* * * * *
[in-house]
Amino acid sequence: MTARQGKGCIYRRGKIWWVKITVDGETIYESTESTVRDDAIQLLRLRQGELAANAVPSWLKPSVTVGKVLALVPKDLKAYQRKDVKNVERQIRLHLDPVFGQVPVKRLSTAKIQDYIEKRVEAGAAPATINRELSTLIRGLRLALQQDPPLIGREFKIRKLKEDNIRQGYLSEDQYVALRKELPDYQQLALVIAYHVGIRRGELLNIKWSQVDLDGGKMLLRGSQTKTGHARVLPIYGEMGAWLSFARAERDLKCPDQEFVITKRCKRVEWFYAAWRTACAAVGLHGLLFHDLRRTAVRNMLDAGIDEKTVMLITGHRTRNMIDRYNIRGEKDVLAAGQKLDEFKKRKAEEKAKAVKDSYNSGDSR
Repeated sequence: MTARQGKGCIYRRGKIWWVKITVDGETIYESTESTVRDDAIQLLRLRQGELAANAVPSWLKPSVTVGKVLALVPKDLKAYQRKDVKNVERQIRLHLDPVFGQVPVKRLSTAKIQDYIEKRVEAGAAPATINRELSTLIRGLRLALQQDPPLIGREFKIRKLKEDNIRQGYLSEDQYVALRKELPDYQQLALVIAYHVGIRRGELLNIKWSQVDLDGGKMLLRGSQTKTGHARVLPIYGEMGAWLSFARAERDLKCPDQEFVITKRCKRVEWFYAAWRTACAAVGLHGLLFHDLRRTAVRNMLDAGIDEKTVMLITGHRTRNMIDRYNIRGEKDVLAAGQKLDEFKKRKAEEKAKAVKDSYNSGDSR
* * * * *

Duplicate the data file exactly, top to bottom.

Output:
[in-house]
Amino acid sequence: MTARQGKGCIYRRGKIWWVKITVDGETIYESTESTVRDDAIQLLRLRQGELAANAVPSWLKPSVTVGKVLALVPKDLKAYQRKDVKNVERQIRLHLDPVFGQVPVKRLSTAKIQDYIEKRVEAGAAPATINRELSTLIRGLRLALQQDPPLIGREFKIRKLKEDNIRQGYLSEDQYVALRKELPDYQQLALVIAYHVGIRRGELLNIKWSQVDLDGGKMLLRGSQTKTGHARVLPIYGEMGAWLSFARAERDLKCPDQEFVITKRCKRVEWFYAAWRTACAAVGLHGLLFHDLRRTAVRNMLDAGIDEKTVMLITGHRTRNMIDRYNIRGEKDVLAAGQKLDEFKKRKAEEKAKAVKDSYNSGDSR
Repeated sequence: MTARQGKGCIYRRGKIWWVKITVDGETIYESTESTVRDDAIQLLRLRQGELAANAVPSWLKPSVTVGKVLALVPKDLKAYQRKDVKNVERQIRLHLDPVFGQVPVKRLSTAKIQDYIEKRVEAGAAPATINRELSTLIRGLRLALQQDPPLIGREFKIRKLKEDNIRQGYLSEDQYVALRKELPDYQQLALVIAYHVGIRRGELLNIKWSQVDLDGGKMLLRGSQTKTGHARVLPIYGEMGAWLSFARAERDLKCPDQEFVITKRCKRVEWFYAAWRTACAAVGLHGLLFHDLRRTAVRNMLDAGIDEKTVMLITGHRTRNMIDRYNIRGEKDVLAAGQKLDEFKKRKAEEKAKAVKDSYNSGDSR